Composites-intensive QinetiQ UAV test flown in U.S.

The Zephyr High-Altitude Long-Endurance unmanned aerial system (HALE UAS) program recently resumed flight testing and payload evaluations in Yuma, Ariz.

QinetiQ (Farnborough, U.K. and McLean, Va., USA) announced on Nov. 23 that its Zephyr High-Altitude Long-Endurance unmanned aerial system (HALE UAS) program recently resumed flight testing and payload evaluations in Yuma, Ariz., when a joint U.S./U.K. Zephyr team undertook the first operation of the system with a U.S. flight crew.

An ultra-lightweight carbon-fiber aircraft, Zephyr weighs less than 100 lb/45 kg with a wingspan of up to 75 ft/30.5m. Launched by hand, Zephyr is solar powered during the day using United Solar Ovonic amorphous silicon arrays no thicker than sheets of paper that cover the aircraft's wings. At night it is powered by lithium-sulphur batteries supplied by the SION Power Corp. that are recharged during the day using solar power.

This test sequence focused on evaluating potential payloads as well as advancing the conops for operating long endurance persistent aircraft in excess of five days. The Zephyr concept is designed to offer solar-powered, persistent coverage with continuous mission durations of up to three months at a low cost per flight hour. Capable of carrying a variety of payloads, the applications of the system include wide area surveillance, communications relay, specific target monitoring, anti-piracy efforts, route monitoring, counter-IED, border security, and local area security.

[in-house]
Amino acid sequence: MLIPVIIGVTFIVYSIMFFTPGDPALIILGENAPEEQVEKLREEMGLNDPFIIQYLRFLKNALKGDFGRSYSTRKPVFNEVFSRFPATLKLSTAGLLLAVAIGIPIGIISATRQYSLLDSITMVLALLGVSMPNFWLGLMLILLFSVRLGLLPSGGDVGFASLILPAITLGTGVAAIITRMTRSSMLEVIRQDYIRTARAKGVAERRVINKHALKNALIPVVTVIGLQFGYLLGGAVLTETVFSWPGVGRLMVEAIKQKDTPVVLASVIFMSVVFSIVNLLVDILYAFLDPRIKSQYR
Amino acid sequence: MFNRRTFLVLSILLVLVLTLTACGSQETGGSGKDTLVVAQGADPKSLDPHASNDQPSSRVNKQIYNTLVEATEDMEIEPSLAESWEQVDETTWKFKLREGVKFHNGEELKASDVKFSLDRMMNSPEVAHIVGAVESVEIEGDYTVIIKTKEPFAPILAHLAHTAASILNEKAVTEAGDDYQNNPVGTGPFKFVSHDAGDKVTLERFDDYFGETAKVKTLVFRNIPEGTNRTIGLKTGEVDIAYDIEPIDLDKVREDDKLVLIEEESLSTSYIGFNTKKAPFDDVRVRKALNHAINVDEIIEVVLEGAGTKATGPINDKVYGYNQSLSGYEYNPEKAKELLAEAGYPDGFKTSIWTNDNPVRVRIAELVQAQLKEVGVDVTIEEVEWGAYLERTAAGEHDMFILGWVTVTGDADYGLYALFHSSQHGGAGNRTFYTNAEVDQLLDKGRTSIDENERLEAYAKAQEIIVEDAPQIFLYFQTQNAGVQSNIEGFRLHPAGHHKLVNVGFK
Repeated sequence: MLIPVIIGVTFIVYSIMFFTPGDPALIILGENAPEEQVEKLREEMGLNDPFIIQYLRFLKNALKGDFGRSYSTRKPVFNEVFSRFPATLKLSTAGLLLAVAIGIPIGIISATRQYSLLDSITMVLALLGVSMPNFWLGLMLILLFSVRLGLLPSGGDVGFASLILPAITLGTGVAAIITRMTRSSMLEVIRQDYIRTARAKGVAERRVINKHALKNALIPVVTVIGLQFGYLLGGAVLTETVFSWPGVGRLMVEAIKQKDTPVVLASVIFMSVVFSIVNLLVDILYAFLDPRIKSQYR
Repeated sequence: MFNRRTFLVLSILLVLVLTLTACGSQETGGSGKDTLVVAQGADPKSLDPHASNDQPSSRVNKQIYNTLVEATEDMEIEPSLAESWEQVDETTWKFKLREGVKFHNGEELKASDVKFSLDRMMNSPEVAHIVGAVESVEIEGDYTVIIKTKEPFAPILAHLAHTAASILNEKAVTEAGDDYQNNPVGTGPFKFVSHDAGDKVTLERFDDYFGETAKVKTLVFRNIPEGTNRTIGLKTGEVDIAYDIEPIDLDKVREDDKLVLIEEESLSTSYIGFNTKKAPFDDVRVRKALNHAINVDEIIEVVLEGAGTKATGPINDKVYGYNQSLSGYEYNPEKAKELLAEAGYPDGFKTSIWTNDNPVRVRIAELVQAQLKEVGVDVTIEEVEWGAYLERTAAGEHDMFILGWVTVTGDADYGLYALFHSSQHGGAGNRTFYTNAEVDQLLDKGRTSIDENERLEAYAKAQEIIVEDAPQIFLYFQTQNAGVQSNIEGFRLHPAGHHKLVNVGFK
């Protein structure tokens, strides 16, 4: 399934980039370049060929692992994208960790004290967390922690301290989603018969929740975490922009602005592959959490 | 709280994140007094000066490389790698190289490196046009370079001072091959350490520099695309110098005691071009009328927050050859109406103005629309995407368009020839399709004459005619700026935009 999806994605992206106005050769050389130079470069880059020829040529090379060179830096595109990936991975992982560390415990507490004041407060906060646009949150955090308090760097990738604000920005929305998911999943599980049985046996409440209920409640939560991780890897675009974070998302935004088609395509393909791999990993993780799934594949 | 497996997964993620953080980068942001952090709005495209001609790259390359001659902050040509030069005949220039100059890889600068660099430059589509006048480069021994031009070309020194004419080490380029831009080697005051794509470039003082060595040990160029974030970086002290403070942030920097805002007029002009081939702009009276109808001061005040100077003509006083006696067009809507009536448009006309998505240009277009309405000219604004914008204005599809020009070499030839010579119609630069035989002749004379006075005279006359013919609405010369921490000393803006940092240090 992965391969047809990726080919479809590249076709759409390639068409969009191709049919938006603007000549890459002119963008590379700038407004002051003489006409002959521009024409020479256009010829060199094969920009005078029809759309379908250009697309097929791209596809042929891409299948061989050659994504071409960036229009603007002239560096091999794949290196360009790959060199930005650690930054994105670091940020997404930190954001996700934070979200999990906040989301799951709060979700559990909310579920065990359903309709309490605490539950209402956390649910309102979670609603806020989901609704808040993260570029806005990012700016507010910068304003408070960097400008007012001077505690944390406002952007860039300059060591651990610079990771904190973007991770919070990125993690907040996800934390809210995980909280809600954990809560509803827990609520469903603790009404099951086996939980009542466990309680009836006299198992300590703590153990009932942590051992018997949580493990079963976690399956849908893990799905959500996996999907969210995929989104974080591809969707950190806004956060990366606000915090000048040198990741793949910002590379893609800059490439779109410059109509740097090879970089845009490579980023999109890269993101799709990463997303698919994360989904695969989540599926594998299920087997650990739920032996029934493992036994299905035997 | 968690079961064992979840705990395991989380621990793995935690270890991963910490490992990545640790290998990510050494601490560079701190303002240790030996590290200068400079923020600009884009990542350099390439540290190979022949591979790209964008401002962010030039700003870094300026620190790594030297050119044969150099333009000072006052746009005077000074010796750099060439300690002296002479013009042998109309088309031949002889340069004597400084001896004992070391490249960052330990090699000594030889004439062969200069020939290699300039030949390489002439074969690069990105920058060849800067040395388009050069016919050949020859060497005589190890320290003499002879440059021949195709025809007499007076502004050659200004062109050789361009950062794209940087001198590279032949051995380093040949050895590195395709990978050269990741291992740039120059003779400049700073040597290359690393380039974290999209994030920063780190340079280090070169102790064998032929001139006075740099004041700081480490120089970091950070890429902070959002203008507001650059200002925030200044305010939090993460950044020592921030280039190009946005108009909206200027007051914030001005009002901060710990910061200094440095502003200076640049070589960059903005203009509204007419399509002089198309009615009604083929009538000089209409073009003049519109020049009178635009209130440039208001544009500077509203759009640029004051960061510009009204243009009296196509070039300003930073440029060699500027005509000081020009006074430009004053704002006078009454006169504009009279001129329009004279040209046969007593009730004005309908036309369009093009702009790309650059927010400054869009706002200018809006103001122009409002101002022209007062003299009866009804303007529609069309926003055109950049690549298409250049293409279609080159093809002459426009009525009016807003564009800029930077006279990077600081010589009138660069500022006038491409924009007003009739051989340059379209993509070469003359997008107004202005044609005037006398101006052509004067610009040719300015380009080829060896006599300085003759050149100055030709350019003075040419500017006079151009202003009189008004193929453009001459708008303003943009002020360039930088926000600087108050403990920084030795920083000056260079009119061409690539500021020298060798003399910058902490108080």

The U.S. Army's Yuma proving ground in Arizona was the site of Zephyr's world-beating three and a half day flight in July 2008 – the fourth of a series of flight trials that have been flown in the U.S. since 2005. This was the first deliverable following a new enabling contract awarded earlier this year to QinetiQ North America that runs until May 2014 and gives access to up to $44.8 million for operational training in the U.S., accelerated development, in-theater evaluation and possible transition to production of Zephyr and its associated ground station.